Latin America

 

The United States has always had a special conception of its relationship with the nations of Latin America.

In the Cold War era the U.S. establishment feared socialism and in some cases overthrew or undermined democratically elected governments perceived at the time as becoming left-wing or unfriendly to U.S. interests. Examples include the 1954 Guatemalan coup d'état, the 1973 Chilean coup d'état and the support of the Nicaraguan Contras. The '70s and '80s saw a shift of power towards corporations, and a polarization of the political election systems of many of the Latin American nations. Recently, several left-wing parties have gained power through elections and have not been attacked. In particular Venezuela has been critical of U.S. foreign policy. Nicaragua, Bolivia, and Ecuador currently have governments sometimes seen as aligned with Venezuela. Left-wing governments in nations such as Brazil, Paraguay, Argentina, and Uruguay are more centrist. The right-wing governments in Chile, Peru, and Colombia have closer relations with the U.S.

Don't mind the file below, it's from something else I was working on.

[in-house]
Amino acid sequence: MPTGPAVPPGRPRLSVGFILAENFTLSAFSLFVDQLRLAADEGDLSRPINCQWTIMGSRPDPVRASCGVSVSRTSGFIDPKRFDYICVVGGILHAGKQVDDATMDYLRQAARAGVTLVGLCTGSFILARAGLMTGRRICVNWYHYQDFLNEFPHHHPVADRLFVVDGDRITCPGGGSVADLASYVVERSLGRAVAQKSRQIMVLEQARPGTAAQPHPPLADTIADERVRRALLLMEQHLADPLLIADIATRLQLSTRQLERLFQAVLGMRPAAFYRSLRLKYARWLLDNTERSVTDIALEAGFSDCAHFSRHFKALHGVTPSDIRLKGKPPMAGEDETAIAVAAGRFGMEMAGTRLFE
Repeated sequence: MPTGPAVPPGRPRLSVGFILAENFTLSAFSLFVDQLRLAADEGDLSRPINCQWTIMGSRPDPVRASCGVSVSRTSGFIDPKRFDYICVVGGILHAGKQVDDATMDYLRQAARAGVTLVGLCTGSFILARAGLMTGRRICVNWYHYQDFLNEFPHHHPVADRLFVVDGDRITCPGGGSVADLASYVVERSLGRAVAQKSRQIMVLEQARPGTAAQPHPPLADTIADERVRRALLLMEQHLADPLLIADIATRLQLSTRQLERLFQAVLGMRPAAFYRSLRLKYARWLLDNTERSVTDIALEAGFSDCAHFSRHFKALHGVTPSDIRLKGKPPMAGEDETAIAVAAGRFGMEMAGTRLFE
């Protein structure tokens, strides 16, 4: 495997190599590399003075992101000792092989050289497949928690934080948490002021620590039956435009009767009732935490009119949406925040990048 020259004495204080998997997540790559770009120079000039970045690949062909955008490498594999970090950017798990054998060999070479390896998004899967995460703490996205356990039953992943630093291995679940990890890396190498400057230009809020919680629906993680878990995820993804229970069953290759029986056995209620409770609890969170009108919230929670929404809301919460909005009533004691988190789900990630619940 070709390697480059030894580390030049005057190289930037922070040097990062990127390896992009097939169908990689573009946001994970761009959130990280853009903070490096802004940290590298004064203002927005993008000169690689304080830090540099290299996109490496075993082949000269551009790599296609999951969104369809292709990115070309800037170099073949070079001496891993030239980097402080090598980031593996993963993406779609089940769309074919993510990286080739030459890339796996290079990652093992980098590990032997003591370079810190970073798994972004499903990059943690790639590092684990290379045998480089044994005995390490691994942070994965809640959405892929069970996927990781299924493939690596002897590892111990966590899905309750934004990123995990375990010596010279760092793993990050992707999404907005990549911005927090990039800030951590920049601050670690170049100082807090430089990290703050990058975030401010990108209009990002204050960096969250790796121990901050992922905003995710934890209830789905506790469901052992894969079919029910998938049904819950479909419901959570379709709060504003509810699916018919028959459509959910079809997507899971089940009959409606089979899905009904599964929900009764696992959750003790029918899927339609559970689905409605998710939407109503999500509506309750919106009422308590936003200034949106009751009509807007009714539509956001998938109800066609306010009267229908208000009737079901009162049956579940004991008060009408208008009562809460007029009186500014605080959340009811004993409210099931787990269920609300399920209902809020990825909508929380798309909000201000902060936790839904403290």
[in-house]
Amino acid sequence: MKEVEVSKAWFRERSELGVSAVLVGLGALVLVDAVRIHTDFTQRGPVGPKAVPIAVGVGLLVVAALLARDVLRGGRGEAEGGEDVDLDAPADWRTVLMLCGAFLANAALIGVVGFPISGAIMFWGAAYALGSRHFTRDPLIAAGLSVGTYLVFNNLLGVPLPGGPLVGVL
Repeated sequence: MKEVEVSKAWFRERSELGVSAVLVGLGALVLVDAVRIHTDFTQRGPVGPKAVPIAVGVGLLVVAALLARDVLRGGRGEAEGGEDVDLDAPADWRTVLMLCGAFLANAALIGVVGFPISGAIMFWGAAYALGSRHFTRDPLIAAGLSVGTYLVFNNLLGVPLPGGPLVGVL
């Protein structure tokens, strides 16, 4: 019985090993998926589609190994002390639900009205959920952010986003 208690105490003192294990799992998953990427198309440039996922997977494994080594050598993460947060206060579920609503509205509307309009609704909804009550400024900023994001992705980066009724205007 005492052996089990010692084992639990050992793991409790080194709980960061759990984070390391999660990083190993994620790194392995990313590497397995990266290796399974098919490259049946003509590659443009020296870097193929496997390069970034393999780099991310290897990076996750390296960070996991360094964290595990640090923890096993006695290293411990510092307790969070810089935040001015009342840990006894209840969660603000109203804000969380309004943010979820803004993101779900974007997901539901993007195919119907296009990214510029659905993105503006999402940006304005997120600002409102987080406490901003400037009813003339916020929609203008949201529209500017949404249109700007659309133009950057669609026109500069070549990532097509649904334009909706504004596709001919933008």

‚ÄĘ I think we should have better relationship with Latin American Countries¬† to work together for prosperity of our¬† future. We must work together regardless of religion, race, ethnicity or gender.

 

Argentina
Bolivia
Brazil
Chile
Colombia
Costa Rica
Cuba
Dominican Republic
Ecuador
El Salvador
Guatemala
Honduras
Mexico
Nicaragua
Panama
Paraguay
Peru
Puerto Rico
Uruguay
Venezuela
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